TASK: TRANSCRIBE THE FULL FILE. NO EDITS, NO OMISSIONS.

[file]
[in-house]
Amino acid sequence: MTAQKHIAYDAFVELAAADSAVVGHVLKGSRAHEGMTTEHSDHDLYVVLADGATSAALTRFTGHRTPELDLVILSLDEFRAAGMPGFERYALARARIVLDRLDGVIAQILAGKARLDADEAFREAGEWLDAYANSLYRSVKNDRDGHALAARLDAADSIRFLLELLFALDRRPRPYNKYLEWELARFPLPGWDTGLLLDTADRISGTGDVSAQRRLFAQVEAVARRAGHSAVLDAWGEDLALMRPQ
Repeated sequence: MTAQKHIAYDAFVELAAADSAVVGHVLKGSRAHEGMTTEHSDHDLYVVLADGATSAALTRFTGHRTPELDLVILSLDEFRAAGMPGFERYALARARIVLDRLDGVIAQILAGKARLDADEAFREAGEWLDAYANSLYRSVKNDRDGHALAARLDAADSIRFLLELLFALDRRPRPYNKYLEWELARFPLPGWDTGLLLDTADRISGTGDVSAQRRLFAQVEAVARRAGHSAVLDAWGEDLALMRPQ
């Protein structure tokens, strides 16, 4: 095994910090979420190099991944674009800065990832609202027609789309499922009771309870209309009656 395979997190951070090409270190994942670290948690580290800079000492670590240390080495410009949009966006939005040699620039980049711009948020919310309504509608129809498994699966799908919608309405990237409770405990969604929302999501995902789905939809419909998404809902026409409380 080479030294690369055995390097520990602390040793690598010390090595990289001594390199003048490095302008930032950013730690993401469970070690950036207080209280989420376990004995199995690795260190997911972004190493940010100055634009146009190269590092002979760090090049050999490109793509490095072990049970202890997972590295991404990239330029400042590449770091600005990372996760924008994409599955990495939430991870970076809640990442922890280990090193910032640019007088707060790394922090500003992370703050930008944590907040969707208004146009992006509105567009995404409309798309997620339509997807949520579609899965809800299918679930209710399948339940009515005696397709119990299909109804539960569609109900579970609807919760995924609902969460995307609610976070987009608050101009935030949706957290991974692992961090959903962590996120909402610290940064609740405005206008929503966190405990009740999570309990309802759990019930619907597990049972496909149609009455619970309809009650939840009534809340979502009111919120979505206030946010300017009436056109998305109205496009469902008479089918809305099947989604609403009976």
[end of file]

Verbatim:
[in-house]
Amino acid sequence: MTAQKHIAYDAFVELAAADSAVVGHVLKGSRAHEGMTTEHSDHDLYVVLADGATSAALTRFTGHRTPELDLVILSLDEFRAAGMPGFERYALARARIVLDRLDGVIAQILAGKARLDADEAFREAGEWLDAYANSLYRSVKNDRDGHALAARLDAADSIRFLLELLFALDRRPRPYNKYLEWELARFPLPGWDTGLLLDTADRISGTGDVSAQRRLFAQVEAVARRAGHSAVLDAWGEDLALMRPQ
Repeated sequence: MTAQKHIAYDAFVELAAADSAVVGHVLKGSRAHEGMTTEHSDHDLYVVLADGATSAALTRFTGHRTPELDLVILSLDEFRAAGMPGFERYALARARIVLDRLDGVIAQILAGKARLDADEAFREAGEWLDAYANSLYRSVKNDRDGHALAARLDAADSIRFLLELLFALDRRPRPYNKYLEWELARFPLPGWDTGLLLDTADRISGTGDVSAQRRLFAQVEAVARRAGHSAVLDAWGEDLALMRPQ
């Protein structure tokens, strides 16, 4: 095994910090979420190099991944674009800065990832609202027609789309499922009771309870209309009656 395979997190951070090409270190994942670290948690580290800079000492670590240390080495410009949009966006939005040699620039980049711009948020919310309504509608129809498994699966799908919608309405990237409770405990969604929302999501995902789905939809419909998404809902026409409380 080479030294690369055995390097520990602390040793690598010390090595990289001594390199003048490095302008930032950013730690993401469970070690950036207080209280989420376990004995199995690795260190997911972004190493940010100055634009146009190269590092002979760090090049050999490109793509490095072990049970202890997972590295991404990239330029400042590449770091600005990372996760924008994409599955990495939430991870970076809640990442922890280990090193910032640019007088707060790394922090500003992370703050930008944590907040969707208004146009992006509105567009995404409309798309997620339509997807949520579609899965809800299918679930209710399948339940009515005696397709119990299909109804539960569609109900579970609807919760995924609902969460995307609610976070987009608050101009935030949706957290991974692992961090959903962590996120909402610290940064609740405005206008929503966190405990009740999570309990309802759990019930619907597990049972496909149609009455619970309809009650939840009534809340979502009111919120979505206030946010300017009436056109998305109205496009469902008479089918809305099947989604609403009976």